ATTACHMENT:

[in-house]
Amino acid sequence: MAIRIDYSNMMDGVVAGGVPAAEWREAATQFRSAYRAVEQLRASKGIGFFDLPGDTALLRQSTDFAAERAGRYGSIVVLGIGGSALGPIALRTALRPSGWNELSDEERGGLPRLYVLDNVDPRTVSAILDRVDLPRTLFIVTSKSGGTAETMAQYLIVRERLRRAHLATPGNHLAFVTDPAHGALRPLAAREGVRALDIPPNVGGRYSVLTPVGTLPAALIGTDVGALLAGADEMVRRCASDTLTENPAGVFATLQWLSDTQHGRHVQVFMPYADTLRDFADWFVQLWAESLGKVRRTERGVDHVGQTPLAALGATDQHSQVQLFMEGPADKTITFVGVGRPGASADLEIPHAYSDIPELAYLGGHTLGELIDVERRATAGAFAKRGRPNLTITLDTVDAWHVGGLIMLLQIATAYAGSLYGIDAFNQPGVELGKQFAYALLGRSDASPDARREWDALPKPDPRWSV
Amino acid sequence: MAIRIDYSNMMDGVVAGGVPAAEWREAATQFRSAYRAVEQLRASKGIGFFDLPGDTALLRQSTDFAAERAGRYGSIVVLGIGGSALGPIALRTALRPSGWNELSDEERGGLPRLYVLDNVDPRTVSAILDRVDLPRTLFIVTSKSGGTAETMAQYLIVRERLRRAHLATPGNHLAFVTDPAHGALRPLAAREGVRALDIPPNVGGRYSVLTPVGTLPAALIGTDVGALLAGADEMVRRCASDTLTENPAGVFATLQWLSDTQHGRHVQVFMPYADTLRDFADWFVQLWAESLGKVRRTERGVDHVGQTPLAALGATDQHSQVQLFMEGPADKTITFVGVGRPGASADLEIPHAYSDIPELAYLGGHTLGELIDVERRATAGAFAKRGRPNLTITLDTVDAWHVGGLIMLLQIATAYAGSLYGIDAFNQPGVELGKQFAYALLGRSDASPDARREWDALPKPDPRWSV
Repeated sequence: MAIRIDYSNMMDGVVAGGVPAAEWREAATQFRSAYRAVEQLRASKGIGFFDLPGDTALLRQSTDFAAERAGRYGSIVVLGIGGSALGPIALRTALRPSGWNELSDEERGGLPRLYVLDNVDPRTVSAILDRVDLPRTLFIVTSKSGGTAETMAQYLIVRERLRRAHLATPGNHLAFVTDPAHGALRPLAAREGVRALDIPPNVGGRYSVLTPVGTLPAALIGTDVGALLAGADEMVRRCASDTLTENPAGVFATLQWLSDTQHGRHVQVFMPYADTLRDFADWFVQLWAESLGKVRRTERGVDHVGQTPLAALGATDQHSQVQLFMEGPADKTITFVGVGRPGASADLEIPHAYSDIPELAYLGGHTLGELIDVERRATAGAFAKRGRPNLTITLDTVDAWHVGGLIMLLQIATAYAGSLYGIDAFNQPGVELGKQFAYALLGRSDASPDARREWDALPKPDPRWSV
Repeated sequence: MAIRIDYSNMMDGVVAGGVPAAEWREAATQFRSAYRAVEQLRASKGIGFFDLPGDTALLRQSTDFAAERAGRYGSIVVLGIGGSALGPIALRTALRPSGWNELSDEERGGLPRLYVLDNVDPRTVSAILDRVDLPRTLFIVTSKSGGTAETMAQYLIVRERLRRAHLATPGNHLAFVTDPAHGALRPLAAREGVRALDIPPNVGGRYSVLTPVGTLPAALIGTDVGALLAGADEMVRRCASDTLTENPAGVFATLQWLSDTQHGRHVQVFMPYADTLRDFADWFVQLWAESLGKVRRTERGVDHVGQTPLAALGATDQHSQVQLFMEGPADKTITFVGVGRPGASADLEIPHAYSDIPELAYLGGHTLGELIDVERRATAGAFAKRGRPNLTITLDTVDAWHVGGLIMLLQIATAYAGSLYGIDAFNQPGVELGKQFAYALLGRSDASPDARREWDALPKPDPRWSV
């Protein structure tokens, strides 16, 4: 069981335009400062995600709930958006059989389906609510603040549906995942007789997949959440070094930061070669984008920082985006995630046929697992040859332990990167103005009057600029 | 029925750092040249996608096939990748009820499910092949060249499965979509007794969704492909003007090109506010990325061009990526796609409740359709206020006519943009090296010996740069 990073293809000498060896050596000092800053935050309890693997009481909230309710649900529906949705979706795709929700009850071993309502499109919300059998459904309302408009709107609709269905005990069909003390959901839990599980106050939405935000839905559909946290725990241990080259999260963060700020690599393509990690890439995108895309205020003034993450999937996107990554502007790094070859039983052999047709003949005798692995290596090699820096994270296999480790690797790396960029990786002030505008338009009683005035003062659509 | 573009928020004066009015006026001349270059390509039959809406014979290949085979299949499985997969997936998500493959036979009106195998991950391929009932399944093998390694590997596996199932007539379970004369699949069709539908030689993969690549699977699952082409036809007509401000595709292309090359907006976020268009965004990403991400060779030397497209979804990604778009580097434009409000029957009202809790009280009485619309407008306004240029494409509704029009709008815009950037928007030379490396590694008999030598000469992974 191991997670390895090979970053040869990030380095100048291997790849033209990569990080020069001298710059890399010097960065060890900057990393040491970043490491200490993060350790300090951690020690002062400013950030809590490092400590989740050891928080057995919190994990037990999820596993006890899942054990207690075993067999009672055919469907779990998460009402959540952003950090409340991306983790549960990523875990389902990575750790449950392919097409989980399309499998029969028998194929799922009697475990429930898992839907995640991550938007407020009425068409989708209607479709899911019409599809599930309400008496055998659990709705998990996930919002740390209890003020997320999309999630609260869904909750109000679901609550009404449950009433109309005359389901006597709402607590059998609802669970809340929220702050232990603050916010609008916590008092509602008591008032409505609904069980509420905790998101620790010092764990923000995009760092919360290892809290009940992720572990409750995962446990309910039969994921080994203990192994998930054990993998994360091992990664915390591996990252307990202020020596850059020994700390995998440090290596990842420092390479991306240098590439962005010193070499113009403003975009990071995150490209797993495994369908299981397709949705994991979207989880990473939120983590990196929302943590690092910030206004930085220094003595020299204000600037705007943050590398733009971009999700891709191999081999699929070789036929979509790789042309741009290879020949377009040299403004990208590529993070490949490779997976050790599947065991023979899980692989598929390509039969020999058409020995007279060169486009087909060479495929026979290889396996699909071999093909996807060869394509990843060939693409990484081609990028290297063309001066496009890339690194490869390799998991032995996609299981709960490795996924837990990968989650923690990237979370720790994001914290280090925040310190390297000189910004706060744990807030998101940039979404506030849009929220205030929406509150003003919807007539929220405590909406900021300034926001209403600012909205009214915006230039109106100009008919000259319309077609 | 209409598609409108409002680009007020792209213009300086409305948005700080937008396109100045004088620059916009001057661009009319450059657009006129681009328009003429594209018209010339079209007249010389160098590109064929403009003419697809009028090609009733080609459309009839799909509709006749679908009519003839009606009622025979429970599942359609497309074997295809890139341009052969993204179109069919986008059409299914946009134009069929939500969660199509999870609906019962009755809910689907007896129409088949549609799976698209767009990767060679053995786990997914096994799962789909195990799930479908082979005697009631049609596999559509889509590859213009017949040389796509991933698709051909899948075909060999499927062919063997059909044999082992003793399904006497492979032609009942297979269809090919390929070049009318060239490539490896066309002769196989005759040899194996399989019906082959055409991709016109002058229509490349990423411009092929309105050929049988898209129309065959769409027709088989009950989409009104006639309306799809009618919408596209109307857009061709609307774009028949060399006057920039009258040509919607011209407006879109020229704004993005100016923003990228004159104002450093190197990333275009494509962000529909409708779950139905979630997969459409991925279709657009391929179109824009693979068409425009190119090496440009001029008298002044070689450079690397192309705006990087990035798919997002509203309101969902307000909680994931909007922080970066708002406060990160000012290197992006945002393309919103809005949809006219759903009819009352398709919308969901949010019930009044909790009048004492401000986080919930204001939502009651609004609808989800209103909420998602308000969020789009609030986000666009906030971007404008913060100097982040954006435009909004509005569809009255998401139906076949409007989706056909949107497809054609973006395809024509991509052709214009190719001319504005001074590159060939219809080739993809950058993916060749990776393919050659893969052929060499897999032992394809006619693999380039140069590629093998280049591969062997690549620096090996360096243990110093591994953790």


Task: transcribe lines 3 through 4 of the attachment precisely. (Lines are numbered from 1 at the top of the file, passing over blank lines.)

Amino acid sequence: MAIRIDYSNMMDGVVAGGVPAAEWREAATQFRSAYRAVEQLRASKGIGFFDLPGDTALLRQSTDFAAERAGRYGSIVVLGIGGSALGPIALRTALRPSGWNELSDEERGGLPRLYVLDNVDPRTVSAILDRVDLPRTLFIVTSKSGGTAETMAQYLIVRERLRRAHLATPGNHLAFVTDPAHGALRPLAAREGVRALDIPPNVGGRYSVLTPVGTLPAALIGTDVGALLAGADEMVRRCASDTLTENPAGVFATLQWLSDTQHGRHVQVFMPYADTLRDFADWFVQLWAESLGKVRRTERGVDHVGQTPLAALGATDQHSQVQLFMEGPADKTITFVGVGRPGASADLEIPHAYSDIPELAYLGGHTLGELIDVERRATAGAFAKRGRPNLTITLDTVDAWHVGGLIMLLQIATAYAGSLYGIDAFNQPGVELGKQFAYALLGRSDASPDARREWDALPKPDPRWSV
Repeated sequence: MAIRIDYSNMMDGVVAGGVPAAEWREAATQFRSAYRAVEQLRASKGIGFFDLPGDTALLRQSTDFAAERAGRYGSIVVLGIGGSALGPIALRTALRPSGWNELSDEERGGLPRLYVLDNVDPRTVSAILDRVDLPRTLFIVTSKSGGTAETMAQYLIVRERLRRAHLATPGNHLAFVTDPAHGALRPLAAREGVRALDIPPNVGGRYSVLTPVGTLPAALIGTDVGALLAGADEMVRRCASDTLTENPAGVFATLQWLSDTQHGRHVQVFMPYADTLRDFADWFVQLWAESLGKVRRTERGVDHVGQTPLAALGATDQHSQVQLFMEGPADKTITFVGVGRPGASADLEIPHAYSDIPELAYLGGHTLGELIDVERRATAGAFAKRGRPNLTITLDTVDAWHVGGLIMLLQIATAYAGSLYGIDAFNQPGVELGKQFAYALLGRSDASPDARREWDALPKPDPRWSV